Tuesday, November 25, 2008

An economics lesson


Last Saturday (11/22), I had to sit for a capital market examination … and it sucked! Suddenly I realize how little I have understood economics, the very subject which I should have handled quite well at least, considering I graduated from namely “Faculty of Economics” of a prestigious one (in Indonesia, at least). Moreover, with economic crisis going on and off for the last ten years (if you think about it, there IS always an economic crisis all time around), I should have put extra effort to re-learn various economics concepts which had been taught back in my university years.

Still, a wish remains a wish if I don’t actually do something about it. But after a painful experience with the exam, probably I will be more serious with my plan. And today’s global economic panorama has given me an extra incentive to start re-opening my economics books. Watching the turn of laissez faire economics in the superpower country – USA – to one which is more “socialist” is not something you get to experience every year. It is now suddenly easier for me to understand what Keynes, Hayek, and Friedman talked about, after real life illustration is being displayed right in front of me.


Actually there is one more thing which has helped improve my understanding of economics. This has got to do with a weekly event in my office, which is video showing on Monday noon. For the last three weeks, the video being shown is titled “Commanding Heights” and wow, how that video has significantly improved my understanding of economics and its history over the years since the beginning of the 20th century! I wish I had seen that video when I was in my undergraduate study!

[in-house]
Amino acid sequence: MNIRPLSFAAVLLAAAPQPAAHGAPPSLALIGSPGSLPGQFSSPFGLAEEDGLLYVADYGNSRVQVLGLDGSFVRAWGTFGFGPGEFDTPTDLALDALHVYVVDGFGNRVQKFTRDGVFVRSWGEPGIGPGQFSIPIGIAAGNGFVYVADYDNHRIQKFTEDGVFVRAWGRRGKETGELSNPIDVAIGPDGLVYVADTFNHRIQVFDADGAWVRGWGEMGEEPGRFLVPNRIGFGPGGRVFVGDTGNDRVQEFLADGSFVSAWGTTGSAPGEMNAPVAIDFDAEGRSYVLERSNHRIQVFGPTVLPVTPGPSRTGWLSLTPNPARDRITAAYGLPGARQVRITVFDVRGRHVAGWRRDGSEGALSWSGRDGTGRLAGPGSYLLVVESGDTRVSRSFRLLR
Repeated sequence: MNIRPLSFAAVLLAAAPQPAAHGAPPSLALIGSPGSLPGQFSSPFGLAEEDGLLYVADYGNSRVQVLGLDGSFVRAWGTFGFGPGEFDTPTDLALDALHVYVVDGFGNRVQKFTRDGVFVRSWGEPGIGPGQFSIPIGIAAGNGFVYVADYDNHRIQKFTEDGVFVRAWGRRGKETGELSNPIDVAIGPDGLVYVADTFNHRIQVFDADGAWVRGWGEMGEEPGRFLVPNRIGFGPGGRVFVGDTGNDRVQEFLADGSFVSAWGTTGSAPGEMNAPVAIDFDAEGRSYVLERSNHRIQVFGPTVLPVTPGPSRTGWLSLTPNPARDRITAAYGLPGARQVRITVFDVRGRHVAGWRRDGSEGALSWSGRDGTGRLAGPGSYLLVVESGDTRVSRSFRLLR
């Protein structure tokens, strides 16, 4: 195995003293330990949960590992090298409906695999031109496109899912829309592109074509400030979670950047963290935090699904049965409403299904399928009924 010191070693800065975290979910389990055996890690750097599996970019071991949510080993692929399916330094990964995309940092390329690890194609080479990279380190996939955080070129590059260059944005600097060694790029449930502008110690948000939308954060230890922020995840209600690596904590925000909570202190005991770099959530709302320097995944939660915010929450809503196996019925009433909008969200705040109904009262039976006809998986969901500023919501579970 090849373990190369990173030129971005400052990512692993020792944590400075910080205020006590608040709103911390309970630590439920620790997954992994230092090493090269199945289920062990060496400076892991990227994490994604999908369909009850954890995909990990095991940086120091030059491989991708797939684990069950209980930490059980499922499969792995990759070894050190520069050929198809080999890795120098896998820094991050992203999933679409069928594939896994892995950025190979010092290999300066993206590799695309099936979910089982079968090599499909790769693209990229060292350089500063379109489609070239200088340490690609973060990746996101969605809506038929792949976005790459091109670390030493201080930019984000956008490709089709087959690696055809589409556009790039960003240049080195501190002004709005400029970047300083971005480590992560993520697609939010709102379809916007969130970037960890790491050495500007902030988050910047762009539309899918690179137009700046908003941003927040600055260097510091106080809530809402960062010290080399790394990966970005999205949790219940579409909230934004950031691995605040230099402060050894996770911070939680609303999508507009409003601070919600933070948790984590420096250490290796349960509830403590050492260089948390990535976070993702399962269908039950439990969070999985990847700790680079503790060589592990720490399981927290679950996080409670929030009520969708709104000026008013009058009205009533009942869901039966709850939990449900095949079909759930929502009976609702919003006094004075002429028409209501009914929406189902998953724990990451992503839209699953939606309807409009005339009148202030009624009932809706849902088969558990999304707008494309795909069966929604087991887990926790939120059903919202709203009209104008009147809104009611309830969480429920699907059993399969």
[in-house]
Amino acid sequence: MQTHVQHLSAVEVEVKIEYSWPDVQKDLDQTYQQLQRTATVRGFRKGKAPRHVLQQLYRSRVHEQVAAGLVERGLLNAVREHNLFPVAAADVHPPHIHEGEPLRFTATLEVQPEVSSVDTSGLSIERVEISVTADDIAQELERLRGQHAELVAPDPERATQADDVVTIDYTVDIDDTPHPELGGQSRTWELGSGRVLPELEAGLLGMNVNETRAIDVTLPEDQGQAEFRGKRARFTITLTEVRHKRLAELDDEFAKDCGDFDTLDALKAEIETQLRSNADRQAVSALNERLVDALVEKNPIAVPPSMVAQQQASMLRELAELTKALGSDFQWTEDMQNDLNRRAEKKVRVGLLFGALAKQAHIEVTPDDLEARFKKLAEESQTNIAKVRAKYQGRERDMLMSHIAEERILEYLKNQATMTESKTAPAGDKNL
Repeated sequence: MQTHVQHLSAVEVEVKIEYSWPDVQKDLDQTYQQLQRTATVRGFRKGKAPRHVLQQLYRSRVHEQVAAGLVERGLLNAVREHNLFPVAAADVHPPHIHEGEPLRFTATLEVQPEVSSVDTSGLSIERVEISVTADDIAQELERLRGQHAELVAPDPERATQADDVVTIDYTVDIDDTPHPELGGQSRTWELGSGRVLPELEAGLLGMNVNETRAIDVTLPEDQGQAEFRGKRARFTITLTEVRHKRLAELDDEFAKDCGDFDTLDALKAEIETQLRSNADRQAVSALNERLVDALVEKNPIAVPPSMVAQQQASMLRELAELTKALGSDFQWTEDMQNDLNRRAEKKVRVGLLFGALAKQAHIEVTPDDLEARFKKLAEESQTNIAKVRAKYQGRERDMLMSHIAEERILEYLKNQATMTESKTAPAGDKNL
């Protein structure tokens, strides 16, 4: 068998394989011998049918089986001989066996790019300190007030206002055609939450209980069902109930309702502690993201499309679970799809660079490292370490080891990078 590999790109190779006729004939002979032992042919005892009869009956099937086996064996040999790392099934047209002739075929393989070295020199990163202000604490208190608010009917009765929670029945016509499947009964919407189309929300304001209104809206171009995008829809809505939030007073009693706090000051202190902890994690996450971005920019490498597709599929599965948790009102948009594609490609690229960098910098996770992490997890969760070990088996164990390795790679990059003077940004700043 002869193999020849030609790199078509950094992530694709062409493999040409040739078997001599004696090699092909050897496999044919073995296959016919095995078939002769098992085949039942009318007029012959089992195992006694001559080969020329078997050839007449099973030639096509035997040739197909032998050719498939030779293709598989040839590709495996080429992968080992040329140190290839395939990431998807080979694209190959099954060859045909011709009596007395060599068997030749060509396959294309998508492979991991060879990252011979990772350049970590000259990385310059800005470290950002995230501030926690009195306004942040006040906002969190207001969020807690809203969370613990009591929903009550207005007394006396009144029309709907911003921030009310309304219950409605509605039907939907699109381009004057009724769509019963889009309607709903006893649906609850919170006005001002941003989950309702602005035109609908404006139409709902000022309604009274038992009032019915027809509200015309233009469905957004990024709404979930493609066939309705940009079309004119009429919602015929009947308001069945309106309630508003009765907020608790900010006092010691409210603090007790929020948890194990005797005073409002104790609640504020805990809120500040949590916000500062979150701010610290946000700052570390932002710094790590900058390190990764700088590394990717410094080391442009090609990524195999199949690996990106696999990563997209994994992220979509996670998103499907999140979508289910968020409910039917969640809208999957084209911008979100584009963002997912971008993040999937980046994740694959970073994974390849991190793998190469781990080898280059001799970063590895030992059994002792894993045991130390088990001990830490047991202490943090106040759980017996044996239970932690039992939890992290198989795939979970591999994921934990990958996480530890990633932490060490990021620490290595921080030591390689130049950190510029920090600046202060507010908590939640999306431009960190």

But then, maybe I was not as enthusiastic as today when watching the video. I mean, back when I was a university student, I didn’t feel the urge to understand economics as high and imperative as today, and maybe I would have slept throughout the movie (*grin). Nevertheless, if I were an economics lecturer today, I would definitely make a special session for my students so that they could see this movie.


5 comments:

Berly said...

Seriously, does the video available online for download?

Most likely I will teach next semaster and could use some props.

Maybe you know better about economics than you are willing to admit

Yesse said...

hey
you could teach me a lesson or two bout the economics..
seriously, i did understand the dynamics in classroom but i have trouble in keeping it up with the reality...

guess that's a homework for all economics lecturers...hehehe

metty said...

Berly:
You can browse for it. I think I saw one in the Google video.
Nah, I definitely got to learn a lot about it.

Yesse:
Then you'd better see the movie. Or, you can visit the website, http://www.pbs.org/wgbh/commandingheights/lo/index.html and read the transcript. It's very insightful, the movie (and I just found out that it won BAFTA awards for Interactive Entertainment category. Well, it deserves an award, I'm telling you).

Ksatrio Wojo Ireng said...

Let one grasping all the skills and knowledge as high as the sky and as deep as the ocean... one thing that later to be found that those (skills and capabilities) would turn out good in the eyes of the people if only one turn those for the good of the people.. :-)

Dear,

We've found so many good and educated ones here in West Africa, they were graduated from top schools in the US, and Europe and elsewhere only later to found that they've been rottened by the system bringing all those good years of education into a massive corruption and to circumvent the system and so forth.

One should remember that legacy and self-accountability would be the measures that public will see and remember forever when one is on such heights(in the government).

Last but not least, understanding how the UN works and its bodies to help developing nations through donors' fund and other assisted programs, let us be independent and not to be addicted with loans and dictated to build our economy bu those nations in 'heights' - if you know what I mean. :-)

Hugs and kisses from West Africa, Indeed!

Berly said...

Thanks for the link..really interesting stuff.

Dont know yet what will be assigned to teach next semaster. But the students certainly should know a bit of history.

must find the most relevant 5 minutes though